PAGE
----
How to Fix Error: Subprocess-Exited-With-Error

Why Error: subprocess-exited-with-error

The error message “error: subprocess-exited-with-error” is a generic message indicating that a subprocess (a child process or command) you ran in your computer’s terminal or command prompt has exited with an error status. This error message can appear in various situations, including when using command-line programs or scripts. This error indicates that a subprocess started by a primary process exited with an unexpected or non-zero code, indicating a failure or an exception.

This error can arise in a variety of contexts, including:
Using pip to install or create a package: If you try to install or build a Python package with pip, you may encounter this error if some dependencies or requirements, such as numpy, subsystems, or tensorflow2345, are not met.
Using vGPU to power up a virtual machine: When attempting to turn up a virtual machine that employs NVIDIA RTX A6000 or NVIDIA A40 GPUs with vGPU software, you may see this problem. This issue is triggered by an insufficient memory allocation for the GPUs’ virtual functions (VFs).

Quick Fix To resolve this error, modify the /etc/vmware/config file and insert the following line: pciPassthru0.cfgNumVFs = “16” (or higher).

Then, restart the host and try to restart the virtual machine. This helps you understand and correct the problem. If you require additional assistance, please offer more information about your circumstance as well as the output of the subprocess.

How to Fix Error: subprocess-exited-with-error

You’ll need to gather more information and follow some general actions to troubleshoot and resolve this error:

1. Verify Command Syntax: Check that your command is appropriately structured and that the arguments are correct. This mistake can be caused by a minor typo or an erroneous argument.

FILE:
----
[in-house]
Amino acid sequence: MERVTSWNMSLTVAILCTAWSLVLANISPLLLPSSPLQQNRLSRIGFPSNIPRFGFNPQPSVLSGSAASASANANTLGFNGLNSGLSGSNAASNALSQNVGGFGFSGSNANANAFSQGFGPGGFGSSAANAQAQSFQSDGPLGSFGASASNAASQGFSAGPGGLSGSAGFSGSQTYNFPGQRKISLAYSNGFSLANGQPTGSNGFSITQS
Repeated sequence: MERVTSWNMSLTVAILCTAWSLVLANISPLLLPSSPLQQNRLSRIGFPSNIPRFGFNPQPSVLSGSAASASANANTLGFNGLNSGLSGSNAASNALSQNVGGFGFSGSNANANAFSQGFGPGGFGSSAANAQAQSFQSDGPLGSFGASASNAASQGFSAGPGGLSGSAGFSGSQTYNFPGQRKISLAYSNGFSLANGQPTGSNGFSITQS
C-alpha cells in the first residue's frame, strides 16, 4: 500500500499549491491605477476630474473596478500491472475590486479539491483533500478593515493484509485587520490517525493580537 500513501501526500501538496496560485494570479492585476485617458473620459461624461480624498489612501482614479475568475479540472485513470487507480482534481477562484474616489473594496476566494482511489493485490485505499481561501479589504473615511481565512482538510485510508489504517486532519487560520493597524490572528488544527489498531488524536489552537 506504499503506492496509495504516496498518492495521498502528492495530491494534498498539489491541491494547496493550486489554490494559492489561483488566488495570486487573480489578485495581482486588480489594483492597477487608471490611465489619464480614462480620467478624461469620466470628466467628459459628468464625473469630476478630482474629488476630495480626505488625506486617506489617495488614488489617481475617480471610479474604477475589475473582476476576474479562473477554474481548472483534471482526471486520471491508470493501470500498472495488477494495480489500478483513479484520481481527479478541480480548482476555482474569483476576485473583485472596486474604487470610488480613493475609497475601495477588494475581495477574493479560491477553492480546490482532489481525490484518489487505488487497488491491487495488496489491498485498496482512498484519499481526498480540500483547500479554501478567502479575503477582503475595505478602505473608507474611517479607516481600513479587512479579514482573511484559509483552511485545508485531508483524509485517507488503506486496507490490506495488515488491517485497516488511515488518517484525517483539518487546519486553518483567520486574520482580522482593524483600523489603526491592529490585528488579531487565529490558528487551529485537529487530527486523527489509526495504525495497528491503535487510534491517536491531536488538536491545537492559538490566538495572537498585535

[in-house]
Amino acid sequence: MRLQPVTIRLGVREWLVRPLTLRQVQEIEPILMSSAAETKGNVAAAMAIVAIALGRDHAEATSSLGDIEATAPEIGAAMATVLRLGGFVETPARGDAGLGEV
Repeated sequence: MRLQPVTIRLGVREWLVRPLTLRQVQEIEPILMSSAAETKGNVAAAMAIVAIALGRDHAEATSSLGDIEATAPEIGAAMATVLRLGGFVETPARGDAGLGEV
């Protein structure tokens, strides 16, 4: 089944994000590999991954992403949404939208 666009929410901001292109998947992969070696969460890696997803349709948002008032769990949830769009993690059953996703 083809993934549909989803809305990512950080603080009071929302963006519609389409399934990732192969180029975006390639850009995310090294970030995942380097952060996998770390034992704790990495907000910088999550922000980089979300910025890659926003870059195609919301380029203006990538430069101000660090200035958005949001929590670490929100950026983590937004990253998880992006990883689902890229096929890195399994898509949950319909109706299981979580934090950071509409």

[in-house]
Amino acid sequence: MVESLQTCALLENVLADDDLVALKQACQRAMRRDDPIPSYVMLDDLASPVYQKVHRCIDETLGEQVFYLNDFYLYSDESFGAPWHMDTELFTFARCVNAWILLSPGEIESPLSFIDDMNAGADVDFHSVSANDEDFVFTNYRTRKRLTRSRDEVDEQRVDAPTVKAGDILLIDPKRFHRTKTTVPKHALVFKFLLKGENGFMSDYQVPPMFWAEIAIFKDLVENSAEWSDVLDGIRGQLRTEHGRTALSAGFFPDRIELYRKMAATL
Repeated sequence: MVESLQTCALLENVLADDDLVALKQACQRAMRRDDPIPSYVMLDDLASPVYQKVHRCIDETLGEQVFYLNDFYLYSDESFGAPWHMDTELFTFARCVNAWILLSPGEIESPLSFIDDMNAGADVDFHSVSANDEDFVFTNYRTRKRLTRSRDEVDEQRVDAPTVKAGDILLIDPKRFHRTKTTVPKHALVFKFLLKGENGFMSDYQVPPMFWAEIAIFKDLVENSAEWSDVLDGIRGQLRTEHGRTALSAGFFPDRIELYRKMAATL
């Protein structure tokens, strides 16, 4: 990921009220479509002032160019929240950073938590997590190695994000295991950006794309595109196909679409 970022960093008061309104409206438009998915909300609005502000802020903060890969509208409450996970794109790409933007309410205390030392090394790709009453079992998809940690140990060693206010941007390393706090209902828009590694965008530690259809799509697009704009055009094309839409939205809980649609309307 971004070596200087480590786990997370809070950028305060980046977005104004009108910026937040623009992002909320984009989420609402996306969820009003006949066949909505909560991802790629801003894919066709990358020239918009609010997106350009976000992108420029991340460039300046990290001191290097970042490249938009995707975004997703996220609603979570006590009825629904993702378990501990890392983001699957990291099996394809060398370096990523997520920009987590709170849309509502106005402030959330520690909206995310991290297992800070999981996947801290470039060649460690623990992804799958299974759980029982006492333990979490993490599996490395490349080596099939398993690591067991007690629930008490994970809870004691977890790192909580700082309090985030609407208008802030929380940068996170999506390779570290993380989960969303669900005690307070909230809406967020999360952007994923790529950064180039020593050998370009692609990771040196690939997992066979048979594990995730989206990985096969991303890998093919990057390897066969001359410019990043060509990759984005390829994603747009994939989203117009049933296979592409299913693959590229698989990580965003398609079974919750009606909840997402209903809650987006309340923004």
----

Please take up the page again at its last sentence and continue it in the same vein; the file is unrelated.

2. Confirm Permissions Required: Some commands or subprocesses may require higher permissions or administrative rights to run effectively. You should use Sudo or run the command as an administrator on a Unix-like system.

3. Examine Error Output: The error notice may be followed by additional information describing what went wrong. Look for any specific error messages or codes that can assist you in determining the issue.

4. Inspect for Dependencies: Some commands or scripts rely on third-party libraries or dependencies. Check that all necessary dependencies are installed and up to date.

5. Ensure Sufficient Resources: Certain tasks may necessitate using specific system resources, such as RAM or disk space. Check that your system has enough resources to finish the job.

6. Update program: Check to see if the program or tools you’re using are up to date. Outdated software might cause compatibility issues and errors.

7. Look for Known Problems: If you’re using a specific tool or script, look for any known flaws or bug reports about it online. The error you’re seeing could be a known problem with a recommended workaround or solution.

8. Verify File Paths: Check that the file paths and names are proper and accessible if your command includes file operations.

9. Debugging:  You may need to add debugging statements to your script or command depending on the type of the error to obtain further information about where the error occurs.

10. Refer to Manual : Consult the official documentation or manuals for the command or tool. The documentation frequently includes instructions on using the order correctly and troubleshooting typical problems.


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